Artist drawing of Cassini as it readies to pass between the inner rings and Saturn’s atmosphere. Credit: NASA/JPL-Caltech
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Artist drawing of Cassini as it readies to pass between the inner rings and Saturn’s atmosphere. Credit: NASA/JPL-Caltech 

Saturn's rings are way younger than the planet itself… and they're disappearing.

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Jan 21, 2019

Saturn is a pretty weird place, full of mysteries that seem to multiply the more we investigate them. One of the biggest is literally one of the biggest things Saturn has: its rings. Surprisingly, despite them being the single most obvious and iconic feature of the planet, we don’t know the answers to two basic questions about them: How old are they, and how did they form?

But now, using data from the Cassini spacecraft and applying them to subtle models of the planet, scientists have determined an important fact about the rings: They’re young. Very young, far younger than the planet. While Saturn formed something like 4.5 billion years ago, the rings are likely no older than 100 million years.

So while the rings look permanent and timeless, they are almost certainly an ephemeral feature. They’ve only been around for a tiny fraction of the age of Saturn — just about 2% of its lifetime so far — which means the rings are a very recent phenomenon in the life of the planet.

So how did the scientists figure this out?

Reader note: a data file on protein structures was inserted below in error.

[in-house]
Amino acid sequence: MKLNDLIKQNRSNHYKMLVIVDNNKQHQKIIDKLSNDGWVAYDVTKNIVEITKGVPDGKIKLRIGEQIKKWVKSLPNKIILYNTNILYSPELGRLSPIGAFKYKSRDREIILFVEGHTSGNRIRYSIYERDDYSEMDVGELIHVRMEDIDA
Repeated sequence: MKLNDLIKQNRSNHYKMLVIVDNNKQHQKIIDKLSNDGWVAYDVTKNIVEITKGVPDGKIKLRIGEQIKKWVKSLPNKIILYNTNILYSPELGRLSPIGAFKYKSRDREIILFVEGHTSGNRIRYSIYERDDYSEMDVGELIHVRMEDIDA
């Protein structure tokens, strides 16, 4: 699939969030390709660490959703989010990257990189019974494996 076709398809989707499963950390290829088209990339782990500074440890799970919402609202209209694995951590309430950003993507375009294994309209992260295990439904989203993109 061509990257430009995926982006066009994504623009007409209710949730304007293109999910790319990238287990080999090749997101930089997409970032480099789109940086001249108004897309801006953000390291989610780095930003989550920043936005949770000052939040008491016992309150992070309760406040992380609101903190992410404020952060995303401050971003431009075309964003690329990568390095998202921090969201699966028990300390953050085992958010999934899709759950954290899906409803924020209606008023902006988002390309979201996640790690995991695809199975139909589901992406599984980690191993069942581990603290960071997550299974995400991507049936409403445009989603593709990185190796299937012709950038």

It has to do with the mass of the rings, how much stuff is in them. In a nutshell, if the rings are massive they are old, and if they are lower in mass they’re younger. This has to do mostly with erosion. Space isn’t really empty; there’s dust and other small particles whizzing around. Not much, but enough that over long periods of time they can have an effect. As these micrometeoroids smack into Saturn’s rings, they erode the water ice particles that make up the rings. Over time, the rings are worn down, with the smaller particles getting drawn into Saturn via various forces (gravity and magnetism). Given enough time, they’ll disappear entirely.

We have a pretty good handle on how much of that sandblasting material is out in space, so we know how quickly the rings are being eroded. If we can determine the mass of the rings, we can work that backwards to get an age estimate for them.

It turns out getting the ring mass is hard. But not impossible.

One way to get the mass of an object is fly a spacecraft past it. The path and speed of the spacecraft are affected by the gravity of the object, which depends on its mass. If you can measure that velocity with enough accuracy you can get the mass of the object.

Cassini orbited Saturn for 13 years, and its velocity could be measured to incredible accuracy, a fraction of a millimeter per second. However, up until the end of the mission its orbit was always outside the main rings, and that made it impossible to disentangle the mass of the rings from the planet (what you get is the mass of the rings plus the planet, and no way to separate them).

But then the mission endgame approached. Engineers put Cassini on a series of 22 deep dives over the tops of Saturn’s clouds, well below the rings. This made measuring the ring mass possible …

But not easy. They still had to understand the gravity of Saturn well enough remove it from the calculations (like noise-canceling headphones removing the background noise in a bar so you can hear someone close to you speaking). That turns out to be pretty hard! If you’re really far away from an object, the gravity field is smooth, and the total mass easy to find.

But if you’re close to that object, how much gravity you feel depends on how the mass is distributed in that object. Think of it this way: If you are standing on a plain on Earth the force of gravity will be different than if you’re standing near a mountain. That extra mass to the side will pull on you, changing the force.